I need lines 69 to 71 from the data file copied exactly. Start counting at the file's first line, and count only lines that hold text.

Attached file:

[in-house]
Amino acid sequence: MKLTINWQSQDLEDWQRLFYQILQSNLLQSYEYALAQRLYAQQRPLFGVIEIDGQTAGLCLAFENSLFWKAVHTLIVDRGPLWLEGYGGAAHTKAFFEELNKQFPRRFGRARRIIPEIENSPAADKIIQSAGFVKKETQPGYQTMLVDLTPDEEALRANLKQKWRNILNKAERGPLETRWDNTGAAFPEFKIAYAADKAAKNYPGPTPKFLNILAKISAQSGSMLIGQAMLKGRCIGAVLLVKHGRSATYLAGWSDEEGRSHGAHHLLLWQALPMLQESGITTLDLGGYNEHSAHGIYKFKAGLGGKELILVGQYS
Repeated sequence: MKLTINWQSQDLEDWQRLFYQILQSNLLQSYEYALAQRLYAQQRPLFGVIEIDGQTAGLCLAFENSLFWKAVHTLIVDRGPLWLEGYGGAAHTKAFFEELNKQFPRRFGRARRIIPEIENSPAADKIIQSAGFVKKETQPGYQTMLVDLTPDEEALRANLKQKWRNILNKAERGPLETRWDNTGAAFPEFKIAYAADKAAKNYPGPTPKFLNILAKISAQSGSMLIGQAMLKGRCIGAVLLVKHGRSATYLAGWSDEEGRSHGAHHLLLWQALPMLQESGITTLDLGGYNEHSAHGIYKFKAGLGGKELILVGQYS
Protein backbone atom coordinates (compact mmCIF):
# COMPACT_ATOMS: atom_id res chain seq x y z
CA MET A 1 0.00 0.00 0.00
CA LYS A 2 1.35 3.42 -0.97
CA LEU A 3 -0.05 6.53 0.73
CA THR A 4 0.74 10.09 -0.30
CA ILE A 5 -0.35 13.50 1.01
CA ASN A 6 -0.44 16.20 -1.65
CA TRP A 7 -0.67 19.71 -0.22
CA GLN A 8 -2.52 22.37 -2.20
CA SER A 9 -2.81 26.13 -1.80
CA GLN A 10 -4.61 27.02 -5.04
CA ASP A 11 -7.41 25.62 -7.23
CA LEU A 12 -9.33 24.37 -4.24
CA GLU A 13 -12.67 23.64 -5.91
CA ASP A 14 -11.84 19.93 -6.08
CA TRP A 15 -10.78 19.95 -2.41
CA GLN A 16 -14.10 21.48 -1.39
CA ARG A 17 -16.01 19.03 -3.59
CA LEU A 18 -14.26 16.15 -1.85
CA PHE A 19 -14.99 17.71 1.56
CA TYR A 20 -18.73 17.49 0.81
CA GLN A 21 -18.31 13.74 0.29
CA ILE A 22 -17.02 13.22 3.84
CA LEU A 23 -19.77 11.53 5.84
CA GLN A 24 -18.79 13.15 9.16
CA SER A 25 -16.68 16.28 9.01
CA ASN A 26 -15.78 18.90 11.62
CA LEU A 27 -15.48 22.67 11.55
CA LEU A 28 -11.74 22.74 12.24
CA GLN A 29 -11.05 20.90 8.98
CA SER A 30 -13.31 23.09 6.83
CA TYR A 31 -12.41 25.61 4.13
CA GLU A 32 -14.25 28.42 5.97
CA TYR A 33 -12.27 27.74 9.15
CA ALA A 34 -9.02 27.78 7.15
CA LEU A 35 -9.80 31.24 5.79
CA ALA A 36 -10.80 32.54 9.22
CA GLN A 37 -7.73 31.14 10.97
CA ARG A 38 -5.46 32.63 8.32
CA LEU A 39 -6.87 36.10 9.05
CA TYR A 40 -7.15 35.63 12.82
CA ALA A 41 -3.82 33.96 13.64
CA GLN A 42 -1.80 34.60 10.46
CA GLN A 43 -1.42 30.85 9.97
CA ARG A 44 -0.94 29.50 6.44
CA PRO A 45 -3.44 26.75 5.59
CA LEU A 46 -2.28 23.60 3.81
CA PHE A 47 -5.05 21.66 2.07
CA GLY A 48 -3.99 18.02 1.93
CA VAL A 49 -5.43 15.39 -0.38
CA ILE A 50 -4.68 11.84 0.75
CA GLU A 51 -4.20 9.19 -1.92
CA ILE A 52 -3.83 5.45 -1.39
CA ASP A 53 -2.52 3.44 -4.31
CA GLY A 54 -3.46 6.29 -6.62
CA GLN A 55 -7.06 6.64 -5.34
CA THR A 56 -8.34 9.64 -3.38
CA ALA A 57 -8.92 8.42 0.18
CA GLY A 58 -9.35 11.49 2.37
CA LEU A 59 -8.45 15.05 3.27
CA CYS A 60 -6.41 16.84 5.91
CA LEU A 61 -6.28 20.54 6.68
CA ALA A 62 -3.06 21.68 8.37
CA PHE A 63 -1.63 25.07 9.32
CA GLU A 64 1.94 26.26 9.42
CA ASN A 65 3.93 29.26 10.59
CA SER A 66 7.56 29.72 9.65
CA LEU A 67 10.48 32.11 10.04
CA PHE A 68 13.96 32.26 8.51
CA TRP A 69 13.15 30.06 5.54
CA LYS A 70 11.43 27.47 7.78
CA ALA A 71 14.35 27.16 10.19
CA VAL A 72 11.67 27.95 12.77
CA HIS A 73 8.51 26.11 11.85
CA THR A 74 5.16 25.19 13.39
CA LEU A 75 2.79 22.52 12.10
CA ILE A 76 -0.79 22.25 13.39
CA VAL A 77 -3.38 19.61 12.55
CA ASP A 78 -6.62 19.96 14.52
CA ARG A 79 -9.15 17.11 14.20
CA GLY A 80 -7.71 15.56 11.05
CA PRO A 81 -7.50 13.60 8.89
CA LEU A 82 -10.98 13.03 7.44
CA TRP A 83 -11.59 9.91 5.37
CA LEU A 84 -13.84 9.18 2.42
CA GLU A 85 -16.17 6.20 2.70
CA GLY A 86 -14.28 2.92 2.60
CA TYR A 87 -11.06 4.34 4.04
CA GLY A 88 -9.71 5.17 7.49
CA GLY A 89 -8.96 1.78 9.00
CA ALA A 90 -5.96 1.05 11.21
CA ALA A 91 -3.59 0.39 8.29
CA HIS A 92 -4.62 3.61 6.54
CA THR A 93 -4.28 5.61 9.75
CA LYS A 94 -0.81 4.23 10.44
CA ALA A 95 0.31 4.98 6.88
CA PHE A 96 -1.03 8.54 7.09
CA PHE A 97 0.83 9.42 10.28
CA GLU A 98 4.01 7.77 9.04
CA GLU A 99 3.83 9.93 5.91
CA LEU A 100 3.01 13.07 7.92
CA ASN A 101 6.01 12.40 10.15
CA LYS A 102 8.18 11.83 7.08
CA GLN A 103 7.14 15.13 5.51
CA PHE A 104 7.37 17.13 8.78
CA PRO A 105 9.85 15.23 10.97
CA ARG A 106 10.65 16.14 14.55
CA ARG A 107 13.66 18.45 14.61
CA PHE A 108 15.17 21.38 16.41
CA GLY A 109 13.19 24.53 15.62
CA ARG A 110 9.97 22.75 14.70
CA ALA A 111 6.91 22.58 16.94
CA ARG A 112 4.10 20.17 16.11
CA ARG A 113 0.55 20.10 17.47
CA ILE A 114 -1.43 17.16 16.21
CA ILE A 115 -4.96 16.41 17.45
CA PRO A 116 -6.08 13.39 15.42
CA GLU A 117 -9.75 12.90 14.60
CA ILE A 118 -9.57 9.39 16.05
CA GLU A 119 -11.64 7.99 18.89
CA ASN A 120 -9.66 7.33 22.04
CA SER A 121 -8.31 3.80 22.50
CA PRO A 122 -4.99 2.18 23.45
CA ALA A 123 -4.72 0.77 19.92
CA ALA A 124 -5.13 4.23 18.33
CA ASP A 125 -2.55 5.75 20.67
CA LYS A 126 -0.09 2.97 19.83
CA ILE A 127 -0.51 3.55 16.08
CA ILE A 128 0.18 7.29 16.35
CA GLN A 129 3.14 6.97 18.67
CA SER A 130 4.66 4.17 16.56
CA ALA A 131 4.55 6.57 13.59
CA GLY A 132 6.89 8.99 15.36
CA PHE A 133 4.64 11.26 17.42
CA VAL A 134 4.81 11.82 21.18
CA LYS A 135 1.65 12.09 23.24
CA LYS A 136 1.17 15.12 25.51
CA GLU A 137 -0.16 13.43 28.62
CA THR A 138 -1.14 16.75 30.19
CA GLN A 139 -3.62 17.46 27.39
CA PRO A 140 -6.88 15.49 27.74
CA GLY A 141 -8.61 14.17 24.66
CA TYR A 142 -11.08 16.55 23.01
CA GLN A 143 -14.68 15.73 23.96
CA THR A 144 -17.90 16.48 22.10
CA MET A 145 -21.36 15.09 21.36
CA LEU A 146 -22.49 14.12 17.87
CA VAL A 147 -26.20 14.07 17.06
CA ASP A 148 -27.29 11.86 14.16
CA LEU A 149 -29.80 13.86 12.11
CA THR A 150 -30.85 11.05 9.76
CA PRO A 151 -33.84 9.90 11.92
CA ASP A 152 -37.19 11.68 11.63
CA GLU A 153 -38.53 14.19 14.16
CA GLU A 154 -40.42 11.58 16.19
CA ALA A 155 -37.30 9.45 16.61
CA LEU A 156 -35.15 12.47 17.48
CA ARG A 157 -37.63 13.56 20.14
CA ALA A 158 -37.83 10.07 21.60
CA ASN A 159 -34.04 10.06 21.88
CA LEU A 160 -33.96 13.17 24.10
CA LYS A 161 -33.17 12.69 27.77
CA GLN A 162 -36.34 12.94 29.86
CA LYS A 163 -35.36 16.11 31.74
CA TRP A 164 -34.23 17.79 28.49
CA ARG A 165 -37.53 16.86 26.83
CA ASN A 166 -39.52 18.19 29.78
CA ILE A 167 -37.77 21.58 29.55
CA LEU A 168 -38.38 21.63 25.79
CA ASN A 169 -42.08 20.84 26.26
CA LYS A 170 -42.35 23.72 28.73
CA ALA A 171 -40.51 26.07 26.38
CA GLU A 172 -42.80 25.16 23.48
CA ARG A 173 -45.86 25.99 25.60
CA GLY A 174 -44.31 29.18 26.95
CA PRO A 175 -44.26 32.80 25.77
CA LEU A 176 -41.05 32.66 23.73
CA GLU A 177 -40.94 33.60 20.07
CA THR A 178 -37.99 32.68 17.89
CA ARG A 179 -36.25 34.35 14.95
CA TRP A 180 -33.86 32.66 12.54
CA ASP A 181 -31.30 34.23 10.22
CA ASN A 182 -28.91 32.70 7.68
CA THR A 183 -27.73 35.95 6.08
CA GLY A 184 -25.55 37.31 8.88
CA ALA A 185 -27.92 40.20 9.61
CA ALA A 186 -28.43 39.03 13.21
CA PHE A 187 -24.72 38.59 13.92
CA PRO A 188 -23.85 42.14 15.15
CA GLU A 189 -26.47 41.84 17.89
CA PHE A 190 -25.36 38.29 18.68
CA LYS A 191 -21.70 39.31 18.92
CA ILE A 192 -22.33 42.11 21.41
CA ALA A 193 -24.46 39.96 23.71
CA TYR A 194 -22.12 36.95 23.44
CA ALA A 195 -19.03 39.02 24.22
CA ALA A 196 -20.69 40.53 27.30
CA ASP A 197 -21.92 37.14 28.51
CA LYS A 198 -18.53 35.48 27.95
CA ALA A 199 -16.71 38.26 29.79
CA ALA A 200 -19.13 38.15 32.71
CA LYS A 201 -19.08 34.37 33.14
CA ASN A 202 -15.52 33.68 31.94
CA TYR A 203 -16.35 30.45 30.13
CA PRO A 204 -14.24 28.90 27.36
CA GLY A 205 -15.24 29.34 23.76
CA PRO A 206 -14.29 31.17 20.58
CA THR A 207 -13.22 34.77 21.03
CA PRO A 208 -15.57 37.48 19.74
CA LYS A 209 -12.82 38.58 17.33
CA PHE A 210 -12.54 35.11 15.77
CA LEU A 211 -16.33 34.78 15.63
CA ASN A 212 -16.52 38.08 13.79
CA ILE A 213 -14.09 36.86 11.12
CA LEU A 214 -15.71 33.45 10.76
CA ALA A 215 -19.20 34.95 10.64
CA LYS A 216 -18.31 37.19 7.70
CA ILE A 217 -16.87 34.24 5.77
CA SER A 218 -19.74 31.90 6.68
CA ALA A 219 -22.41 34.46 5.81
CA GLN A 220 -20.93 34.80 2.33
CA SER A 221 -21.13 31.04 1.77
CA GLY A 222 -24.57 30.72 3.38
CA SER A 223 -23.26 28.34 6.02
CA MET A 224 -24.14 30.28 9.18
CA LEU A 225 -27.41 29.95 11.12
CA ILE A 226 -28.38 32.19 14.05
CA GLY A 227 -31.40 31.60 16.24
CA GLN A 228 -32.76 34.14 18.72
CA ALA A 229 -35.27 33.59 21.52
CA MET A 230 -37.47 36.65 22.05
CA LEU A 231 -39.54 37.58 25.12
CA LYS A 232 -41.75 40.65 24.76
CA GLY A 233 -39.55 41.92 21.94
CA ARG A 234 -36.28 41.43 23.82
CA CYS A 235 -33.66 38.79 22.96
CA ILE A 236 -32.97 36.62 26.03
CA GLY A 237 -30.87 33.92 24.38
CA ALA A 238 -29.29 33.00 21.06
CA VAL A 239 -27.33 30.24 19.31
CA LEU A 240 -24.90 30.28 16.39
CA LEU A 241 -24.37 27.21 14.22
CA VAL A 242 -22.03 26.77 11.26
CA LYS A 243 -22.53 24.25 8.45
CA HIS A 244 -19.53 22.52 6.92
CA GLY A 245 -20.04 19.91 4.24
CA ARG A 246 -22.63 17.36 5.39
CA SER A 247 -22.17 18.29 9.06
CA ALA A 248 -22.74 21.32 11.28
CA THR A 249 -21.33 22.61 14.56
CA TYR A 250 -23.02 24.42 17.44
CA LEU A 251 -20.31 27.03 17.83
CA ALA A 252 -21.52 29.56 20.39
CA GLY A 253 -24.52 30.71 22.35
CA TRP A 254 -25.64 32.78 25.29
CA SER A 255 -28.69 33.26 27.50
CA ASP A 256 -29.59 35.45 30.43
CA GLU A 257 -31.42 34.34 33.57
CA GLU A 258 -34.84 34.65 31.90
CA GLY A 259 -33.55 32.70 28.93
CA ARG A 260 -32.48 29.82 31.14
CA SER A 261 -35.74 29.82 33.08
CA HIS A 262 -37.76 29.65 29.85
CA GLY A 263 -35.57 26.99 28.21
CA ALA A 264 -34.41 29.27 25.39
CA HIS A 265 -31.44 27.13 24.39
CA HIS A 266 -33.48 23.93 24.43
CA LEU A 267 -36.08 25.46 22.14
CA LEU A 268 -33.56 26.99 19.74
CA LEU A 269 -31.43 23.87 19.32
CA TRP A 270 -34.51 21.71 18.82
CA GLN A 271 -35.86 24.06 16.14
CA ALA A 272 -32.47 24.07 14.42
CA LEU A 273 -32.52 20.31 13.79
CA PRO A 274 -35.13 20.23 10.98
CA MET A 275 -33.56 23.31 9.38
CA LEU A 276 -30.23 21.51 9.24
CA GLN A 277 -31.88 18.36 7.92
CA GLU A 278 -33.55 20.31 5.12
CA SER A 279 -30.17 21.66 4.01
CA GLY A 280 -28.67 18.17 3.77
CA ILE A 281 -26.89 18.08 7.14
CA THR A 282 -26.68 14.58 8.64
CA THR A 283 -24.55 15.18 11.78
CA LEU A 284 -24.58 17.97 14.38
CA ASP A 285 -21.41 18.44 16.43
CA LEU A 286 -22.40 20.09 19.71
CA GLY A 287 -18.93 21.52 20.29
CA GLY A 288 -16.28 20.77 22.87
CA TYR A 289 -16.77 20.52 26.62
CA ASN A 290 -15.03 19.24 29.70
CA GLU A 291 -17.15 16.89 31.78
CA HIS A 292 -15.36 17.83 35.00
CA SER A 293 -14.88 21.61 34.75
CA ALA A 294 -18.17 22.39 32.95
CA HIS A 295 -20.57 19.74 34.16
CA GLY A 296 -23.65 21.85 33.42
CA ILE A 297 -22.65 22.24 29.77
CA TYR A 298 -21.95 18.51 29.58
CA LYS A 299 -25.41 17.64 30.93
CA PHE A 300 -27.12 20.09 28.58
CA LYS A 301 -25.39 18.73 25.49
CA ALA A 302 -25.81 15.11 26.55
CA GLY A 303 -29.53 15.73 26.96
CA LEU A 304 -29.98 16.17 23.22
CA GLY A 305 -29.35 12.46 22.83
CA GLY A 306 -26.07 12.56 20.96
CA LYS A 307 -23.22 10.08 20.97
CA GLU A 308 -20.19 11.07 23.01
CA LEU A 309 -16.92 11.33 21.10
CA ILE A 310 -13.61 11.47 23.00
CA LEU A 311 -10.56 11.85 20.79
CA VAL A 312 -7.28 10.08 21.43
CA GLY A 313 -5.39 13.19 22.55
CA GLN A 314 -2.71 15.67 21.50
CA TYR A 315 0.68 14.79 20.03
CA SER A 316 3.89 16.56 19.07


CA GLU A 64 1.94 26.26 9.42
CA ASN A 65 3.93 29.26 10.59
CA SER A 66 7.56 29.72 9.65